Next, continuing her spate of appearances in first-rate films noirs, Trevor starred with Dennis O’Keefe and Marsha Hunt in Raw Deal (1948), her sixth picture from the era. Hailed by one critic as a "well-performed and exceptionally well photographed rough and tumble melodrama," Raw Deal met with favorable notices upon its release and Trevor earned praise in Variety for her "first-rate interpretation of a gangster moll, maintaining a steady sense of strain without going to pieces." After her appearance in the film, Trevor made a another try at matrimony, this time with realtor and sometime-movie producer Milton Bren. It appeared that, for the actress, the third time was the charm - in a 1992 Architectural Digest interview, a neighbor of the couple claimed that their union was "one of Hollywood’s truly good marriages. I mean, they shared the sea, the kids, parties, travel. On their last boat they must have traveled 50,000 miles. Milton used to say that Claire was the most intellectual person he ever met." The couple had one son, Peter, and remained married until Bren’s death in 1978." 
Meanwhile, Trevor’s professional life was about to reach new heights. In her last film noir, Key Largo (1948), she played the alcoholic former moll, ex-nightclub singer Gaye Dawn, of a vicious hoodlum, Johnny Rocco (Edward G. Robinson). One of the dramatically strongest scenes in Key Largo occurs when Gaye is forced by Rocco to sing a song a capella before he will allow her to have a drink. Trevor was nervous about the scene. All along, she assumed she would be lip-syncing to someone else’s voice. She kept after director John Huston, wanting to rehearse the song, but he put her off, saying "There’s plenty of time." Then one afternoon, out of the blue, Huston told Trevor that they would shoot the film without any rehearsal. She was given her starting note from a piano, and, in front of the rest of the cast and the crew, sang the song. It was this raw take that was used in the film. Claire Trevor won the Best Supporting Actress Oscar for her performance as Gaye Dawn, a character based on Lucky Luciano's mistress, Gay Orlova.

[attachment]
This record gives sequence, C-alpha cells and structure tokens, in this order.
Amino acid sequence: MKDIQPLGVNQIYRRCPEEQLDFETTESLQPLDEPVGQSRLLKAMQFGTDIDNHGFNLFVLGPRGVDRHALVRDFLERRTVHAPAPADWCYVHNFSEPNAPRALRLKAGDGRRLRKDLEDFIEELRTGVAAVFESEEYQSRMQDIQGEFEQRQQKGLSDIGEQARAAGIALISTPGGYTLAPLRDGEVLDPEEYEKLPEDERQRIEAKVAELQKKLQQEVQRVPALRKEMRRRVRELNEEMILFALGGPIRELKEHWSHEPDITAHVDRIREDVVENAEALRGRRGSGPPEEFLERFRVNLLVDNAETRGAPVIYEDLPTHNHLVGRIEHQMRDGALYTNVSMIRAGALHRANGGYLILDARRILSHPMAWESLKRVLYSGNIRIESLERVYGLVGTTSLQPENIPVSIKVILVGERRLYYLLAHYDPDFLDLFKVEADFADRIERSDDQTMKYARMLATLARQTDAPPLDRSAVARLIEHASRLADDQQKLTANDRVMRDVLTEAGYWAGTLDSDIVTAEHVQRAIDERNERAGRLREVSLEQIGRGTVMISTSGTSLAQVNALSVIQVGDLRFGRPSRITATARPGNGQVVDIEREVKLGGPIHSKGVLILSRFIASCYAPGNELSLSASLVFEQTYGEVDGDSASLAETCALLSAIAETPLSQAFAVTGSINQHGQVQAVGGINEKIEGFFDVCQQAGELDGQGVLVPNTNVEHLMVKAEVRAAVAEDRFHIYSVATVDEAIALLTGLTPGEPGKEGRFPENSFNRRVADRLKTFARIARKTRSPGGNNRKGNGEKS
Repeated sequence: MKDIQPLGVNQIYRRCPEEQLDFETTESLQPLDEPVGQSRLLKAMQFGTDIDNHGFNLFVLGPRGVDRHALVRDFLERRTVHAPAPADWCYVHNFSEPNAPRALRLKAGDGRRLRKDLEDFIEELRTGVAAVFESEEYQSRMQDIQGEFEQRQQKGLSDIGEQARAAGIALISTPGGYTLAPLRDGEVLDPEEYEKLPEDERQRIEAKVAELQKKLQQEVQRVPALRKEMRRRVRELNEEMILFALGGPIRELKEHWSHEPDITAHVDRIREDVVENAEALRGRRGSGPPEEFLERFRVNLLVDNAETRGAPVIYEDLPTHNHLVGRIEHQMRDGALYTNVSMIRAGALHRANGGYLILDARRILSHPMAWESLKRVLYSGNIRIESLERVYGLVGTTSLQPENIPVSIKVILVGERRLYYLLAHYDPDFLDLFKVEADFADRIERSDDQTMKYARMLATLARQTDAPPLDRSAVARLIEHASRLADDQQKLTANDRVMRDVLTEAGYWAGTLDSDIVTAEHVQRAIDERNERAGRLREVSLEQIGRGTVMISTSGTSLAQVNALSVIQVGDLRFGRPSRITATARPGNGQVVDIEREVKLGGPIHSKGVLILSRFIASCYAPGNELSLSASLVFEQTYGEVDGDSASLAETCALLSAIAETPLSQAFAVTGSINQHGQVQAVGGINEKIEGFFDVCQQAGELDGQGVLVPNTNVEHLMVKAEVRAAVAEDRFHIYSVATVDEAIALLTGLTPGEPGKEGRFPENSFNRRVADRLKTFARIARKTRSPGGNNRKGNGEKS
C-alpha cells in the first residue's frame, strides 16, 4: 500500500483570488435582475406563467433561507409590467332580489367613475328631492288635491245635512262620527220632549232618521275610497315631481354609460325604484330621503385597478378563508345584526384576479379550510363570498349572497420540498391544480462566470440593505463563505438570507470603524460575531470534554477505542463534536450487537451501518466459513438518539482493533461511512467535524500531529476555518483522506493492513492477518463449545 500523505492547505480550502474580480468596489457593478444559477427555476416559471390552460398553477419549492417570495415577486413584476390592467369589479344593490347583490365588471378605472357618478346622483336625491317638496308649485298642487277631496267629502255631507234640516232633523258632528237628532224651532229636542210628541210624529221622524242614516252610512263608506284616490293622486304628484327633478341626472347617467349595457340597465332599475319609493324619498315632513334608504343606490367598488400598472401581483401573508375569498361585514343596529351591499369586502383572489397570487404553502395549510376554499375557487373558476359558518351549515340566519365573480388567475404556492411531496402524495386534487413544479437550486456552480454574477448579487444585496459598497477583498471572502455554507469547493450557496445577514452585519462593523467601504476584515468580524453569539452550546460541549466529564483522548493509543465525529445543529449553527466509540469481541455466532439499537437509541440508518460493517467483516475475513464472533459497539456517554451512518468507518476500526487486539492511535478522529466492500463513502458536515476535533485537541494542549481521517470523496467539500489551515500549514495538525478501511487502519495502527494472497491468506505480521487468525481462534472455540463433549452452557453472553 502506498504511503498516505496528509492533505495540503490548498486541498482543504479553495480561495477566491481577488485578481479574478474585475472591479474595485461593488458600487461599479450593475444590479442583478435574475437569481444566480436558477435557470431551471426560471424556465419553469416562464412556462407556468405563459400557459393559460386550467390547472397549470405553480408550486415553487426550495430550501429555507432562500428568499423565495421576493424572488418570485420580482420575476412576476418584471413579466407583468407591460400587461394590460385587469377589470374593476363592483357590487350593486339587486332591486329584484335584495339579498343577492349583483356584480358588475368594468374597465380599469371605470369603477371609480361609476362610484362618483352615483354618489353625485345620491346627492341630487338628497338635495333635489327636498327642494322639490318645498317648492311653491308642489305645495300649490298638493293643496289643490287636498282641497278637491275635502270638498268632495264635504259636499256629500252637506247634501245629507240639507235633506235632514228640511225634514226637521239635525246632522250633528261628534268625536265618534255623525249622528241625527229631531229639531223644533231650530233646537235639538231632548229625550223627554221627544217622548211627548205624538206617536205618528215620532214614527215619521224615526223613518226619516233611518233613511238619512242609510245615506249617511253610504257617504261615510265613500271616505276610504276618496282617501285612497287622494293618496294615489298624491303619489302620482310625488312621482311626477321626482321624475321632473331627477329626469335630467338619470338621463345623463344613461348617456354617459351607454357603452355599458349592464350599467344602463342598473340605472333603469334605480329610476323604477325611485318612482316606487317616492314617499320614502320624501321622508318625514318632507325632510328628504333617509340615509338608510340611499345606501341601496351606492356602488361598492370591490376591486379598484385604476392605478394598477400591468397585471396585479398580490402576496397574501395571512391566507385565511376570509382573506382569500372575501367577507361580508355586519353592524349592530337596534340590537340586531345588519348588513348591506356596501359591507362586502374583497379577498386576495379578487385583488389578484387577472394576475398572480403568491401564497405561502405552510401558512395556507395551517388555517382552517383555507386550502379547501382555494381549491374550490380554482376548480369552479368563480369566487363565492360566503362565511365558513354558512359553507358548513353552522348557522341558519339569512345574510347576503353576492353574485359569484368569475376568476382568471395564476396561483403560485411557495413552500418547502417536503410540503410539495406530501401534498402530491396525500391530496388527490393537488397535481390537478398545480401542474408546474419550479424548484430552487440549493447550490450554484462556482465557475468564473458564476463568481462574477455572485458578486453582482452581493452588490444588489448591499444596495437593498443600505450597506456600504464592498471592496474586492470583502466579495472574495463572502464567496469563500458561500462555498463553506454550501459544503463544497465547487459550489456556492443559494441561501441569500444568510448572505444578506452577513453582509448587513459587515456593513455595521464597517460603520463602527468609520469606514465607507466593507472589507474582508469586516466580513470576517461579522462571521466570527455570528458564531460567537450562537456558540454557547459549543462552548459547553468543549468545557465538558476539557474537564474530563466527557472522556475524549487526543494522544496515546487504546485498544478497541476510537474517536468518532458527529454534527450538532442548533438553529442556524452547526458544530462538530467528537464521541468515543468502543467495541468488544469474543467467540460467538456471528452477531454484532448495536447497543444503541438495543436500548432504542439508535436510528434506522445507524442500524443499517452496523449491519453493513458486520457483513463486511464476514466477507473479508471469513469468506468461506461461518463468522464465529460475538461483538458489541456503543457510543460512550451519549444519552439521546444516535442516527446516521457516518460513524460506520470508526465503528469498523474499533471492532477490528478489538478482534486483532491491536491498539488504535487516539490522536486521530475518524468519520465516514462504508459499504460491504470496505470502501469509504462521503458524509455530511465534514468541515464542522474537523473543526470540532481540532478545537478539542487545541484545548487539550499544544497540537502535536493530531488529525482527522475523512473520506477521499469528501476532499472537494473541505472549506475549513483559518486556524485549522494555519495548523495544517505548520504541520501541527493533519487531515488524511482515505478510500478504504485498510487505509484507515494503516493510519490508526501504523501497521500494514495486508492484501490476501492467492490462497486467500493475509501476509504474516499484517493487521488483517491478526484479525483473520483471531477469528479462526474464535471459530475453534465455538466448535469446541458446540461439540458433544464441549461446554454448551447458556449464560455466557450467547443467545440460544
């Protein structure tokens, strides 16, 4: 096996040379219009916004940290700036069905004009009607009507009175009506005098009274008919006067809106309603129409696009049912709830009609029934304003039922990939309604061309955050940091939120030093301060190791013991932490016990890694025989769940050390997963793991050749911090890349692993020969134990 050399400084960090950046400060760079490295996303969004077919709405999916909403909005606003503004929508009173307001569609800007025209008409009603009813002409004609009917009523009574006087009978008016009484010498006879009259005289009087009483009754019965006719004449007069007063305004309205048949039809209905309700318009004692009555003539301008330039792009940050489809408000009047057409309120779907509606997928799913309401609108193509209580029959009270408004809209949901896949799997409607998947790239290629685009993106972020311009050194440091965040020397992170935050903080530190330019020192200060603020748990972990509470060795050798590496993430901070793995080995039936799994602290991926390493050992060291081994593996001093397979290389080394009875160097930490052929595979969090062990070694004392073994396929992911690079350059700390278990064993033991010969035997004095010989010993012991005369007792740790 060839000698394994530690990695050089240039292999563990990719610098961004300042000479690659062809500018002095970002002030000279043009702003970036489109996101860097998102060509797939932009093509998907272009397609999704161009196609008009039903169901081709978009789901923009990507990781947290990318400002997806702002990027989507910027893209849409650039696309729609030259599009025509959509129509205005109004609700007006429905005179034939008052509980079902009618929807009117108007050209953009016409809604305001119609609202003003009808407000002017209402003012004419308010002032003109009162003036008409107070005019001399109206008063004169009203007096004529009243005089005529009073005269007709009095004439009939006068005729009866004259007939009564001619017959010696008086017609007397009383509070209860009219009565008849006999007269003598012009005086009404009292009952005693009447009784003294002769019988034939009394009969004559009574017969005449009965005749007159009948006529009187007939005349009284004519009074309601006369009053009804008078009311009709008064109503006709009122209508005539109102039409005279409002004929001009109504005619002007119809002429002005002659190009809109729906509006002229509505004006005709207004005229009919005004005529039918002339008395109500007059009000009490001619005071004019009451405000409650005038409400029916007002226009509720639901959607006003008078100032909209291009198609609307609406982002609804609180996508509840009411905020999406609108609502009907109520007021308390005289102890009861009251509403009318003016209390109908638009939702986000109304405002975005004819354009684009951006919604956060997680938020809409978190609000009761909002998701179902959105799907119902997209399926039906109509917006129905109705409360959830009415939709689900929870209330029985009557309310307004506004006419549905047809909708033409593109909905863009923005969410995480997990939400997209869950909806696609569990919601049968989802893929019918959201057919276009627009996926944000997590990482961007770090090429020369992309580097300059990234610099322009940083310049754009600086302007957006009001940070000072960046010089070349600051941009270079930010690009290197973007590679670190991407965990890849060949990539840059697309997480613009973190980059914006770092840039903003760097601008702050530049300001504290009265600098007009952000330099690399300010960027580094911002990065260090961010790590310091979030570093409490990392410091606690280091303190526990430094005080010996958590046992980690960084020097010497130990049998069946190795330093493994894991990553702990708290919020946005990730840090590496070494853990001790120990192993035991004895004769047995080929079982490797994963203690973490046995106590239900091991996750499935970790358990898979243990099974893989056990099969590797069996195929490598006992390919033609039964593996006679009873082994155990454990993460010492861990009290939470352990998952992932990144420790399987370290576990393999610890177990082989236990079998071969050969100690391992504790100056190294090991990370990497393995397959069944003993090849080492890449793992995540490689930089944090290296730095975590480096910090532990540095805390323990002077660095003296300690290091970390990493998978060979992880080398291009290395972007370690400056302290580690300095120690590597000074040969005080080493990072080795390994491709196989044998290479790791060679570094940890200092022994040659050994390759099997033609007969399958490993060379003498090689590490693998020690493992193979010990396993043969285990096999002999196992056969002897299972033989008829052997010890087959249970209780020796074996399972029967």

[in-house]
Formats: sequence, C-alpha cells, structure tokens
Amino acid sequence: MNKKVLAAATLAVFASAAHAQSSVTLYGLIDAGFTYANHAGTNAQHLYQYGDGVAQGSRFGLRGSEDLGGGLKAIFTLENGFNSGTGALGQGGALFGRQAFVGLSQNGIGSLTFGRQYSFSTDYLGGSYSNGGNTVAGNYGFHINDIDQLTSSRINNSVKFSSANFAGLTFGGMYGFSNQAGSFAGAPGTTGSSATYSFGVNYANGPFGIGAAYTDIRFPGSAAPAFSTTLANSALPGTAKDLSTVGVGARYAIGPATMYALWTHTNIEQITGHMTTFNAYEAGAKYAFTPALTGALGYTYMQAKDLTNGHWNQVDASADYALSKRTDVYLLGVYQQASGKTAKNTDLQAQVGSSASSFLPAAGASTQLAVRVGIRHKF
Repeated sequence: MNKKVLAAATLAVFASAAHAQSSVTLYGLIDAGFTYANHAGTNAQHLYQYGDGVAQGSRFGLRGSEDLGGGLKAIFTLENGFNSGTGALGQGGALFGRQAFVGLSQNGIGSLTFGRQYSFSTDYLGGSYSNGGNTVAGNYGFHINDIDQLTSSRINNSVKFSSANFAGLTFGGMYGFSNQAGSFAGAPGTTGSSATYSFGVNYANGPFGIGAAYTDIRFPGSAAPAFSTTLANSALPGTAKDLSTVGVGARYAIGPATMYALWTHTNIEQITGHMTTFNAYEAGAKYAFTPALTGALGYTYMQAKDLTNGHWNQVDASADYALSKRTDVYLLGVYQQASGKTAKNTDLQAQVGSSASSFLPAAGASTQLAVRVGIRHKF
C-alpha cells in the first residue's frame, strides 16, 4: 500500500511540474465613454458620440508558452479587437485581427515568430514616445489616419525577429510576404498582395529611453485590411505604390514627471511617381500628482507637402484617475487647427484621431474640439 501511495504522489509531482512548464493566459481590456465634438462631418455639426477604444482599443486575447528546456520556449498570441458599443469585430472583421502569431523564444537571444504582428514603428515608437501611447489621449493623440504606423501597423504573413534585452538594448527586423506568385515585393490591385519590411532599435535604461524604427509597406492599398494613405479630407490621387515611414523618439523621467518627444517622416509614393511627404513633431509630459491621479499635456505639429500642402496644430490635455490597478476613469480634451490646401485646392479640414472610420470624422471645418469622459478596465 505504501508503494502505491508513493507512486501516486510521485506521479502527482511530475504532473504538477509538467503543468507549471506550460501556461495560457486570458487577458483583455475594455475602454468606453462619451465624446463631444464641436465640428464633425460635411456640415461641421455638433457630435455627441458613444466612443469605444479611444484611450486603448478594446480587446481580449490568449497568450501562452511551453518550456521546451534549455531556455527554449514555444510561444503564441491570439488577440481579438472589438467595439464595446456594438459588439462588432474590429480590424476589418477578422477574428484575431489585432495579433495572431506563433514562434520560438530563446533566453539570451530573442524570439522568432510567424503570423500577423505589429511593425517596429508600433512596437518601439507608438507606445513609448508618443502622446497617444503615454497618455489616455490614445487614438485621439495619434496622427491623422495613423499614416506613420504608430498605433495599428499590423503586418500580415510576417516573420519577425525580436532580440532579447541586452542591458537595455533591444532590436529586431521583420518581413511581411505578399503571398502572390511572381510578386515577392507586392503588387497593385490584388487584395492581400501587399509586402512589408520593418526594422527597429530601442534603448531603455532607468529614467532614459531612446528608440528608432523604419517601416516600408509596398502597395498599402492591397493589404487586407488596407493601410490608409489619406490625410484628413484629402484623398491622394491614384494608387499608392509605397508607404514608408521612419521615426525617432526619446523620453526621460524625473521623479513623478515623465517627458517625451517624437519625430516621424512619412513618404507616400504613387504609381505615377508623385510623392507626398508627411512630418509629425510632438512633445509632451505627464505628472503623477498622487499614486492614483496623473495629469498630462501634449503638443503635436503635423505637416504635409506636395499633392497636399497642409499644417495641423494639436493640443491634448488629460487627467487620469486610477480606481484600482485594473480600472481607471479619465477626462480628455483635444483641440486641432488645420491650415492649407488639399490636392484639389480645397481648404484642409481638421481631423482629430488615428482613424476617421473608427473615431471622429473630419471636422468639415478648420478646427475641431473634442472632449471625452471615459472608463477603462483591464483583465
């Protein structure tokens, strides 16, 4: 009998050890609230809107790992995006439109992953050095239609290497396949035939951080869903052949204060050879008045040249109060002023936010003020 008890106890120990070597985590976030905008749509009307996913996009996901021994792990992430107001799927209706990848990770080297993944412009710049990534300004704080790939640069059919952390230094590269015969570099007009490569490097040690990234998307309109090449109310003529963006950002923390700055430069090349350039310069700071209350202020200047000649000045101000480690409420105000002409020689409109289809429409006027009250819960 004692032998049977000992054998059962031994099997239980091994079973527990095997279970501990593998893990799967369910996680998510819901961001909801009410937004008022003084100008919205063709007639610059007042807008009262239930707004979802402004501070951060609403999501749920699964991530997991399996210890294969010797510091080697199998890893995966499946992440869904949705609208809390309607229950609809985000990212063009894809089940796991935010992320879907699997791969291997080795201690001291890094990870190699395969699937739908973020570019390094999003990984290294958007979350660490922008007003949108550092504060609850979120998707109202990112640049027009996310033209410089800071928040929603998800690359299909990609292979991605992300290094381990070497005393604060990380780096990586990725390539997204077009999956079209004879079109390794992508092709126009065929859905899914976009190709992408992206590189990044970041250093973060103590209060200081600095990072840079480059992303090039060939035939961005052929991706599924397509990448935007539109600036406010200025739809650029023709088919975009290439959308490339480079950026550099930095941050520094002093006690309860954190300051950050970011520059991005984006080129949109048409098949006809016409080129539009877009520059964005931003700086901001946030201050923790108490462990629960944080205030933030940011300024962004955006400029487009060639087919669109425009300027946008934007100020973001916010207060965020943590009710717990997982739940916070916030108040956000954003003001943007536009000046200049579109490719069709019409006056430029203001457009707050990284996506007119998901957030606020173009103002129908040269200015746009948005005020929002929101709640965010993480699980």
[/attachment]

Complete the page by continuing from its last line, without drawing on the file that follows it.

"On the heels of her triumph in Key Largo, Trevor turned in another of her magnificent performances in The Velvet Touch (1948), portraying an acid-tongued Broadway actress falsely accused of murder, followed by a rare "normal" role as the wife of the legendary baseball player in The Babe Ruth Story (1948), and a breezy portrayal of a befuddled secretary in The Lucky Stiff (1949). With the advent of the 1950s, the actress continued to offer stellar portrayals in a wide variety of characterizations, but she frequently had to rise above the less-than-stellar material in such films as Best of the Badmen (1951), yet another big budget Western roundup; Hard, Fast and Beautiful (1951), the Ida Lupino directed tale of a tennis champion exploited by her ambitious mother; Stop, You’re Killing Me (1952), the unsuccessful remake of the 1938 Edward G. Robinson starrer A Slight Case of Murder; and The Stranger Wore a Gun (1953), a Randolph Scott vehicle filmed in 3-D. During this period, Trevor also made her television debut, appearing in the 1953 production of "Alias Nora Hale" for NBC’s Ford Theatre. The actress would later say that she enjoyed working in this new medium, explaining that it allowed her to do "what I can’t do in pictures - play sympathetic, normal roles."